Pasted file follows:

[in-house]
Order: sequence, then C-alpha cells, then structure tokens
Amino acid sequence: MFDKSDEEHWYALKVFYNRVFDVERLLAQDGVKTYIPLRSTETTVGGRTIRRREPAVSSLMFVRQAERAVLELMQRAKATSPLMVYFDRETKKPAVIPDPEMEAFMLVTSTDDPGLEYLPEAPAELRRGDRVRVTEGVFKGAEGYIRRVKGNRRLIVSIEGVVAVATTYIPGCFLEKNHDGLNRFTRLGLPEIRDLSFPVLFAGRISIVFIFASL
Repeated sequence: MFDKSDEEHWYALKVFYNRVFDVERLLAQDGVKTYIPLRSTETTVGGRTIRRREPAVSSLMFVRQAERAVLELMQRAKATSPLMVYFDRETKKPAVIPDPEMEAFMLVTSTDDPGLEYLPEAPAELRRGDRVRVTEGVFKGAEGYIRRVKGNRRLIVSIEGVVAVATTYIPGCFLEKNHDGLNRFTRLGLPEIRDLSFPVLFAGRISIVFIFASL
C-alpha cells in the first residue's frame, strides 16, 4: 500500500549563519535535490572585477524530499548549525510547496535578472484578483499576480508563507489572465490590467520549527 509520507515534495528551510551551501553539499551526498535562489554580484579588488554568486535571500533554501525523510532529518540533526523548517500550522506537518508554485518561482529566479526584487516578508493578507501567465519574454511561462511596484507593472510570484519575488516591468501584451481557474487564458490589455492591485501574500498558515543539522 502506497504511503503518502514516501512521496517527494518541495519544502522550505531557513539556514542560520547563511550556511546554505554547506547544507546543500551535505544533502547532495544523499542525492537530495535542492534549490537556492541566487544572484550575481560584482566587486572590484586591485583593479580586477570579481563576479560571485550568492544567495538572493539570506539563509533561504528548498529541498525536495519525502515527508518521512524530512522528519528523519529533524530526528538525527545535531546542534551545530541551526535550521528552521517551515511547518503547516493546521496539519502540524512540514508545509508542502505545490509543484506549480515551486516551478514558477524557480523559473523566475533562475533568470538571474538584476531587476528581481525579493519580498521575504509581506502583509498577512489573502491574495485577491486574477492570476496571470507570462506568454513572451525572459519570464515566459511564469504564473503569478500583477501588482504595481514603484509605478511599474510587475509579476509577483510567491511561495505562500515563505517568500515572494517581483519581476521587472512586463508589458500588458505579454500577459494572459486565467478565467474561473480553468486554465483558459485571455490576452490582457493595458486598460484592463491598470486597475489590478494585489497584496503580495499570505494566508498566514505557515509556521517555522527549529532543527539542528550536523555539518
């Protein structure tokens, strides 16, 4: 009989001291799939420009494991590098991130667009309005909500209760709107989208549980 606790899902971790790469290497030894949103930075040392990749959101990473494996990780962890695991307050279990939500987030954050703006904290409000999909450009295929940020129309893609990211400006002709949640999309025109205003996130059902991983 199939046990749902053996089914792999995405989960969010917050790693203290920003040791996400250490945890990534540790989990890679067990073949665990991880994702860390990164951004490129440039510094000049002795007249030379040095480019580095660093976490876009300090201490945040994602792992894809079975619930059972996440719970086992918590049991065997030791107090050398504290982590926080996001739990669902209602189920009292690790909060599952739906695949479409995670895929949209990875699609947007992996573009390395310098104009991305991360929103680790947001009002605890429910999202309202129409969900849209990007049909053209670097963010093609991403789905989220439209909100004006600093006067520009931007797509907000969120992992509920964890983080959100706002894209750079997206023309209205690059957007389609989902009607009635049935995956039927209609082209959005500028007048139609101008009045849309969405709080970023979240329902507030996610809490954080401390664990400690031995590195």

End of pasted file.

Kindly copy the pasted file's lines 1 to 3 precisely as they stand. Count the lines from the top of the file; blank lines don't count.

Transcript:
[in-house]
Order: sequence, then C-alpha cells, then structure tokens
Amino acid sequence: MFDKSDEEHWYALKVFYNRVFDVERLLAQDGVKTYIPLRSTETTVGGRTIRRREPAVSSLMFVRQAERAVLELMQRAKATSPLMVYFDRETKKPAVIPDPEMEAFMLVTSTDDPGLEYLPEAPAELRRGDRVRVTEGVFKGAEGYIRRVKGNRRLIVSIEGVVAVATTYIPGCFLEKNHDGLNRFTRLGLPEIRDLSFPVLFAGRISIVFIFASL